On Tuesday, Dannah Wilson, a 17-year-old student in Detroit came to Washington, D.C., with a message for Betsy DeVos, the current nominee for Education Secretary.
“My four siblings and I have attended 22 schools in search of satisfaction. … A satisfaction that our eyes haven’t seen. A satisfaction that our hearts can only hope for. A satisfaction that has been stolen from me for way too long because of the naive and narrow policies pushed by Betsy DeVos. That Detroit students are denied daily due to the privately institutional lies by Betsy DeVos and her duplicates.”
After three hours of confirmation hearings, DeVos was nowhere to be seen.
Running on only 3 hours of sleep and after waiting for 7 hours to speak with DeVos, Wilson spoke, instead, to people who would listen – a gathering of members of the AFL-CIO.
Her powerful statement was recorded by the members of the American Federation of Teachers (AFT) and posted to their Facebook page where it has gone viral.
As with anything involving unions, skeptics will dismiss the whole thing as a publicity stunt. That the AFT decided to add an annoying musical score to the video will only heighten that skepticism.
However, there is one thing that can’t be denied – Wilson’s sincerity. Her eyes tear up and her voice chokes as she tries to get the words out. You may discount her as a talented actress, but she rings true to me.
Moreover, speaking out in this way is decidedly against her own self interest. She attends Cornerstone Leadership and Business High School, a Detroit private school with a $5,000 annual tuition. Expanding voucher programs likely would reduce the cost of attending her school.
But no. Wilson is firmly against DeVos, who has spent $200 million or more pushing lawmakers in Michigan and throughout the nation to enact vouchers and reduce charter school regulations.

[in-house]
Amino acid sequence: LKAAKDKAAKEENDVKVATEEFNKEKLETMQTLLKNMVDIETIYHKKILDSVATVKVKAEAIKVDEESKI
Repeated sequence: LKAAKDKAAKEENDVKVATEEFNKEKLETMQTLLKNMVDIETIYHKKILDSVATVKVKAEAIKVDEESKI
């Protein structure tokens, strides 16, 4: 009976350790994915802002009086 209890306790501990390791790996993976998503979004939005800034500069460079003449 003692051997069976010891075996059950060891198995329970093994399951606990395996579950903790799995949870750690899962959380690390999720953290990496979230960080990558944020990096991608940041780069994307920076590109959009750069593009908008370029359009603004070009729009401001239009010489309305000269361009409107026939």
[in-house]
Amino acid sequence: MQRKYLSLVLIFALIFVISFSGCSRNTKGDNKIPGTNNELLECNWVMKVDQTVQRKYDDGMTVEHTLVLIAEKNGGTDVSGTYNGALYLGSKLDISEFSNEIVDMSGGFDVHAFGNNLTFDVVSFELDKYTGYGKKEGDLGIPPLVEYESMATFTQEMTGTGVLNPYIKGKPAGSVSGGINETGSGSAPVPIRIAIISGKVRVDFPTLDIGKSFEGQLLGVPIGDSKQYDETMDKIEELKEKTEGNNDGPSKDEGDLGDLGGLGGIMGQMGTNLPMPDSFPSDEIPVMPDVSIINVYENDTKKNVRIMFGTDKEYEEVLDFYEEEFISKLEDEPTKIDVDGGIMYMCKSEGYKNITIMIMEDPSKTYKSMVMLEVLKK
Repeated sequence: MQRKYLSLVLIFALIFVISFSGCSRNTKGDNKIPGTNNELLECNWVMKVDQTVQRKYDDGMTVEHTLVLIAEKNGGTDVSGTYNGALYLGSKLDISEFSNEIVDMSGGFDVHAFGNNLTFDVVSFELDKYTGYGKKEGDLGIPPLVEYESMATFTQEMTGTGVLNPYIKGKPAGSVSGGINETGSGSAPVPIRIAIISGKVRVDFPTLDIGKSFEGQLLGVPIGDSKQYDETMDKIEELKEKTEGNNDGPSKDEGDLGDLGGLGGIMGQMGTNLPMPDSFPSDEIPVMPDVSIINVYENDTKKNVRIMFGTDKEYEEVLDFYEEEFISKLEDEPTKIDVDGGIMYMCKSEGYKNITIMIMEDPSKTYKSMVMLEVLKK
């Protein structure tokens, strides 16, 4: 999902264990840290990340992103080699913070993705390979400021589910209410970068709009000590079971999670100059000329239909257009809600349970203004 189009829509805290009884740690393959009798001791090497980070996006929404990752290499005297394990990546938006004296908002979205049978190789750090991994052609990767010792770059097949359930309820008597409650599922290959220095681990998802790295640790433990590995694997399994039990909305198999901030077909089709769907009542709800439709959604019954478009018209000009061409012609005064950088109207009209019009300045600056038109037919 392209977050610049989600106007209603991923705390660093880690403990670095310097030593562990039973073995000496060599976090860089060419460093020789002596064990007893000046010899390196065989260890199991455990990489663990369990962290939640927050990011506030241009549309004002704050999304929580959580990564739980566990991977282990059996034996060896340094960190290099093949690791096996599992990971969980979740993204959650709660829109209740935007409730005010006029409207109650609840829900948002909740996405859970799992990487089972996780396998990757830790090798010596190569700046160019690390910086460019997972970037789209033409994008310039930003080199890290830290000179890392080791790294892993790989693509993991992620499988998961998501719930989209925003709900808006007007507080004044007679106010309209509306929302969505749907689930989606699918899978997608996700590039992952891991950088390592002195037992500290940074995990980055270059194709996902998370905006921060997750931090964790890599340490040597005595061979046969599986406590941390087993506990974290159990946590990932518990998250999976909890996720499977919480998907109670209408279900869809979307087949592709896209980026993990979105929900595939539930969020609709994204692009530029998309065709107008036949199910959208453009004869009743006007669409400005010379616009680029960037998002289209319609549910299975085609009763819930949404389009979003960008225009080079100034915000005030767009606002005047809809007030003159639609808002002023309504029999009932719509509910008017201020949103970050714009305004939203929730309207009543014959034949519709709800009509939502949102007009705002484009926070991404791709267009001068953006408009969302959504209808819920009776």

What struck me most was her story of searching for a quality school and being unable to find one.
Corporate school reformers aren’t pushing for quality schools. They’re pushing for choice.
It’s the difference between a right and a freedom.
The Declaration of Independence famously defines “Life, Liberty and the pursuit of Happiness” as “inalienable rights.” As such, it guarantees “Life” and “Liberty” outright, but as to “Happiness” we are only guaranteed “the pursuit” of it.
(Today we recognize certain limitation on both Life and Liberty, but even at its inception, the framers limited our right to Happiness as merely the freedom with which to pursue it.)
There is a similar limitation being made with regard to school choice.
Supporters want students to be able to pick between public and private schools. But that doesn’t mean they have to do anything about ensuring any of these schools actually do a good job at helping kids learn.
It’s a subtle point but one that’s often overlooked.
Parents and children want a quality education. They don’t want choice unless it will lead to that quality education.
If we only guarantee choice, we aren’t giving parents and children what they want and need. In fact, we’re ignoring them in favor of those who would benefit from mere choice – charter and private school operators.